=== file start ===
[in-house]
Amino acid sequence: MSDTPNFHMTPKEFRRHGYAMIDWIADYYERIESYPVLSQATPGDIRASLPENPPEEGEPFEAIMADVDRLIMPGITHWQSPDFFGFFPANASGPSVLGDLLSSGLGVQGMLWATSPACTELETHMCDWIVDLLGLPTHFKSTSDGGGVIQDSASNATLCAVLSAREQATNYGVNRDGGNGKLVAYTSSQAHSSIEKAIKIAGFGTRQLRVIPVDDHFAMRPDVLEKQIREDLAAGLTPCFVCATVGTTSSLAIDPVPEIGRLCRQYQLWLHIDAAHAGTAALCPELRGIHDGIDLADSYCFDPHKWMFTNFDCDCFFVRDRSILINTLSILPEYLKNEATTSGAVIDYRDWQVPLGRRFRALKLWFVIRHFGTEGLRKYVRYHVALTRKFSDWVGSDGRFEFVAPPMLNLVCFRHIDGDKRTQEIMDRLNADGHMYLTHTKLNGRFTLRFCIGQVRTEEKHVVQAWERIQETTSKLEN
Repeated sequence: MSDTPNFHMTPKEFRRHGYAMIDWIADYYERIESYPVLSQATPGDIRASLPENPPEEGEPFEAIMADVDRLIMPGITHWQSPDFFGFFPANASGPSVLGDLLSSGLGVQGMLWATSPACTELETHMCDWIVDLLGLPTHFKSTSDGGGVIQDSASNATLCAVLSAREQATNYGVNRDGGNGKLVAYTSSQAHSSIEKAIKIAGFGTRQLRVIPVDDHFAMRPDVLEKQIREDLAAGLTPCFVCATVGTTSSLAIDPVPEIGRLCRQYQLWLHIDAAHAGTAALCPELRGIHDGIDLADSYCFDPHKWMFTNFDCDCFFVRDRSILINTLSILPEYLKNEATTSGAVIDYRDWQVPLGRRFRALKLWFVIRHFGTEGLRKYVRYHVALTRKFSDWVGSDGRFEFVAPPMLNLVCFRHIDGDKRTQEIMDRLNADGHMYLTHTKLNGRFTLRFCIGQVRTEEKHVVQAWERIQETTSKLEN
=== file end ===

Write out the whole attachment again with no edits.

[in-house]
Amino acid sequence: MSDTPNFHMTPKEFRRHGYAMIDWIADYYERIESYPVLSQATPGDIRASLPENPPEEGEPFEAIMADVDRLIMPGITHWQSPDFFGFFPANASGPSVLGDLLSSGLGVQGMLWATSPACTELETHMCDWIVDLLGLPTHFKSTSDGGGVIQDSASNATLCAVLSAREQATNYGVNRDGGNGKLVAYTSSQAHSSIEKAIKIAGFGTRQLRVIPVDDHFAMRPDVLEKQIREDLAAGLTPCFVCATVGTTSSLAIDPVPEIGRLCRQYQLWLHIDAAHAGTAALCPELRGIHDGIDLADSYCFDPHKWMFTNFDCDCFFVRDRSILINTLSILPEYLKNEATTSGAVIDYRDWQVPLGRRFRALKLWFVIRHFGTEGLRKYVRYHVALTRKFSDWVGSDGRFEFVAPPMLNLVCFRHIDGDKRTQEIMDRLNADGHMYLTHTKLNGRFTLRFCIGQVRTEEKHVVQAWERIQETTSKLEN
Repeated sequence: MSDTPNFHMTPKEFRRHGYAMIDWIADYYERIESYPVLSQATPGDIRASLPENPPEEGEPFEAIMADVDRLIMPGITHWQSPDFFGFFPANASGPSVLGDLLSSGLGVQGMLWATSPACTELETHMCDWIVDLLGLPTHFKSTSDGGGVIQDSASNATLCAVLSAREQATNYGVNRDGGNGKLVAYTSSQAHSSIEKAIKIAGFGTRQLRVIPVDDHFAMRPDVLEKQIREDLAAGLTPCFVCATVGTTSSLAIDPVPEIGRLCRQYQLWLHIDAAHAGTAALCPELRGIHDGIDLADSYCFDPHKWMFTNFDCDCFFVRDRSILINTLSILPEYLKNEATTSGAVIDYRDWQVPLGRRFRALKLWFVIRHFGTEGLRKYVRYHVALTRKFSDWVGSDGRFEFVAPPMLNLVCFRHIDGDKRTQEIMDRLNADGHMYLTHTKLNGRFTLRFCIGQVRTEEKHVVQAWERIQETTSKLEN